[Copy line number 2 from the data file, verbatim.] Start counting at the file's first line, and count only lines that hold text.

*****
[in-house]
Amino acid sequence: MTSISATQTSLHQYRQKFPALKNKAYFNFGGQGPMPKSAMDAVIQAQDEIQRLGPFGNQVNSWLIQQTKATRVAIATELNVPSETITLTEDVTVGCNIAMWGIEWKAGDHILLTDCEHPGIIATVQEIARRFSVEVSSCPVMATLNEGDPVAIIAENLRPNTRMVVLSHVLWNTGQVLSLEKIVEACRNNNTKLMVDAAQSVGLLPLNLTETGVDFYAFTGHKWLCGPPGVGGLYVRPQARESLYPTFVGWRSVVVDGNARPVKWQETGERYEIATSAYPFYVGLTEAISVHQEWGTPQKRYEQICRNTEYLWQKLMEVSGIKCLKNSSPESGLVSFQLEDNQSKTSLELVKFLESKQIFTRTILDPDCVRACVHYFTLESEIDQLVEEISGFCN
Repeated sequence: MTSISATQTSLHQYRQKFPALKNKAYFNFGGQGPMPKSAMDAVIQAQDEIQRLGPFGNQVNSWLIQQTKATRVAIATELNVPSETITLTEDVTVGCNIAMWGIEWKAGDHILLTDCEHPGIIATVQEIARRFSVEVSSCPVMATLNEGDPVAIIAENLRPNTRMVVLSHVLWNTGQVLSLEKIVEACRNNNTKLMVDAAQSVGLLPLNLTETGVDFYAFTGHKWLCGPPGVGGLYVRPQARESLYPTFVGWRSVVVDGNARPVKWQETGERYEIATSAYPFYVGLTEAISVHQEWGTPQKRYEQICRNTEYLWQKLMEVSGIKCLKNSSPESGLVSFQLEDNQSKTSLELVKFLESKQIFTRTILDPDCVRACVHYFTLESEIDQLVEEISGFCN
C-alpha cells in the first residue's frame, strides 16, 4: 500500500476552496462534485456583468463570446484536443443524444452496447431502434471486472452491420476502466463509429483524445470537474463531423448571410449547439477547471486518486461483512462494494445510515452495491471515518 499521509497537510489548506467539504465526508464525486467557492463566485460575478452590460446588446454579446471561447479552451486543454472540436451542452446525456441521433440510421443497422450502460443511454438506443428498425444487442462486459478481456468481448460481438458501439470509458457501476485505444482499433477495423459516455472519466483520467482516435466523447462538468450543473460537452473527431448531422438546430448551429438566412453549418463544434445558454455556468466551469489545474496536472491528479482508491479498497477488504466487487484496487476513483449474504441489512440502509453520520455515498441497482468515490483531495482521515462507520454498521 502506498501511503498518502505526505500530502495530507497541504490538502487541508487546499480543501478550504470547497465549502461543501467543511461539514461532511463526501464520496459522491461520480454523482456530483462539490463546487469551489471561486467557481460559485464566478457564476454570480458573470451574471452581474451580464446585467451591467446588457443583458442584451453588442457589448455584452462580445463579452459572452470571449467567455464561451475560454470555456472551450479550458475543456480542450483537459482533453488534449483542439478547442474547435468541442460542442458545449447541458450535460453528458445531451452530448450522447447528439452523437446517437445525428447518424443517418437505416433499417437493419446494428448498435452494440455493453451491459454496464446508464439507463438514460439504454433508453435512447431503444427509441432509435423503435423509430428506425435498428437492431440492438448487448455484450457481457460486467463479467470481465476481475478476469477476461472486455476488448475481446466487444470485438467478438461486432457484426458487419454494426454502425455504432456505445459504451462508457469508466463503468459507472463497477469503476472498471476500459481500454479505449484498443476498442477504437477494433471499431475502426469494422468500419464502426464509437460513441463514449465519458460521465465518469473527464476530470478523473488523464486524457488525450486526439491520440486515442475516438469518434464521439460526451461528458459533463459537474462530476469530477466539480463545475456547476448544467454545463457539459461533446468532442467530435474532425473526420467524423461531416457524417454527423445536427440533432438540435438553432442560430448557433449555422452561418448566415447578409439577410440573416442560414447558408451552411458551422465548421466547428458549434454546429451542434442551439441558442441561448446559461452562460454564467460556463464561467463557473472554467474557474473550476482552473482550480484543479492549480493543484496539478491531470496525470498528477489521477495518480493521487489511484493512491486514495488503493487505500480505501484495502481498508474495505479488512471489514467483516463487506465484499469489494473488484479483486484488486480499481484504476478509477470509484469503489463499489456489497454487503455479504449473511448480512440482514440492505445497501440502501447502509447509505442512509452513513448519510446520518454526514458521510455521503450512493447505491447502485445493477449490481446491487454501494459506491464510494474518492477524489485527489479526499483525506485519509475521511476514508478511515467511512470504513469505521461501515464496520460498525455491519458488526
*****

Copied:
Amino acid sequence: MTSISATQTSLHQYRQKFPALKNKAYFNFGGQGPMPKSAMDAVIQAQDEIQRLGPFGNQVNSWLIQQTKATRVAIATELNVPSETITLTEDVTVGCNIAMWGIEWKAGDHILLTDCEHPGIIATVQEIARRFSVEVSSCPVMATLNEGDPVAIIAENLRPNTRMVVLSHVLWNTGQVLSLEKIVEACRNNNTKLMVDAAQSVGLLPLNLTETGVDFYAFTGHKWLCGPPGVGGLYVRPQARESLYPTFVGWRSVVVDGNARPVKWQETGERYEIATSAYPFYVGLTEAISVHQEWGTPQKRYEQICRNTEYLWQKLMEVSGIKCLKNSSPESGLVSFQLEDNQSKTSLELVKFLESKQIFTRTILDPDCVRACVHYFTLESEIDQLVEEISGFCN